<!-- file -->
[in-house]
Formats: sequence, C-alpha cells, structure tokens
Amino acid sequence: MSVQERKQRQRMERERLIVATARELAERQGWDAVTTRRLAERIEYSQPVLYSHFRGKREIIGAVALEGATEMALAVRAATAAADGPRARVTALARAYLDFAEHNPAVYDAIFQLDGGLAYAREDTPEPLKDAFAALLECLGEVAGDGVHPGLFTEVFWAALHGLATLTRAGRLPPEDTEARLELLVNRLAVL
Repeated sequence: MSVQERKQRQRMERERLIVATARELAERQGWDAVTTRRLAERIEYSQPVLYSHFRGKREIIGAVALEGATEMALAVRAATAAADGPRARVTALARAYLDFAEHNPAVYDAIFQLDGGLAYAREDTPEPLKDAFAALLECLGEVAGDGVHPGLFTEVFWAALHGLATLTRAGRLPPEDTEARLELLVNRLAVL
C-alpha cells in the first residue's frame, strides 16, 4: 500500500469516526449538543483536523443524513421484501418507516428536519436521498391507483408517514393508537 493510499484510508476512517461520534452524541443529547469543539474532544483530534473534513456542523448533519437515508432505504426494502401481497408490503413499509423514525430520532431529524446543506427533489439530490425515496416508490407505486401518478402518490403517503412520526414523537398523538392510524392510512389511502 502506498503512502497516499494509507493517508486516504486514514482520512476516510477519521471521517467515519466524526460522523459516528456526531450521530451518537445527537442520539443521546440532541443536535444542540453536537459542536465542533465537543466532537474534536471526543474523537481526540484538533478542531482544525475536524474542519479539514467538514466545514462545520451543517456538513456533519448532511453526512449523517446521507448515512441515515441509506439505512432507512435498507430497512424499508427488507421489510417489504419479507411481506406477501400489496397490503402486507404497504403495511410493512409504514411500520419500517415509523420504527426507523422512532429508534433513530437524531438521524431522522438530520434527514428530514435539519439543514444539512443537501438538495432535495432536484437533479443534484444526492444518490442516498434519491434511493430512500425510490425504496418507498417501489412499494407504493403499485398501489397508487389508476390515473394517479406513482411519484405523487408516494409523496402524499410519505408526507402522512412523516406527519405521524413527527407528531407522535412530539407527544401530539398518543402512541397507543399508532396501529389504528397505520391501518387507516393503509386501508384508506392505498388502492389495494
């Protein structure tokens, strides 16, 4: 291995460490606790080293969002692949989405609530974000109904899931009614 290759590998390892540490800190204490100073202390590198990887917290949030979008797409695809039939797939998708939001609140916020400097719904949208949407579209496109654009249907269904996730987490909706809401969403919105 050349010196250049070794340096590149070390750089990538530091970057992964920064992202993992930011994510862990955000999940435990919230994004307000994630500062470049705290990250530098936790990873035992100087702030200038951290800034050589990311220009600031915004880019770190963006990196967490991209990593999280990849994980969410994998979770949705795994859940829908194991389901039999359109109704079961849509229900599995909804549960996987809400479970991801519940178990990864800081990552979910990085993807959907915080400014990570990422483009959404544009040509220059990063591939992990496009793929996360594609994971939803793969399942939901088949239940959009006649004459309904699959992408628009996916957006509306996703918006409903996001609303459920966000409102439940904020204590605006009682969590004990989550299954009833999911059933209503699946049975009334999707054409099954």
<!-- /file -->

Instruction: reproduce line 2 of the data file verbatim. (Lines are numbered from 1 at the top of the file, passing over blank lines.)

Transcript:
Formats: sequence, C-alpha cells, structure tokens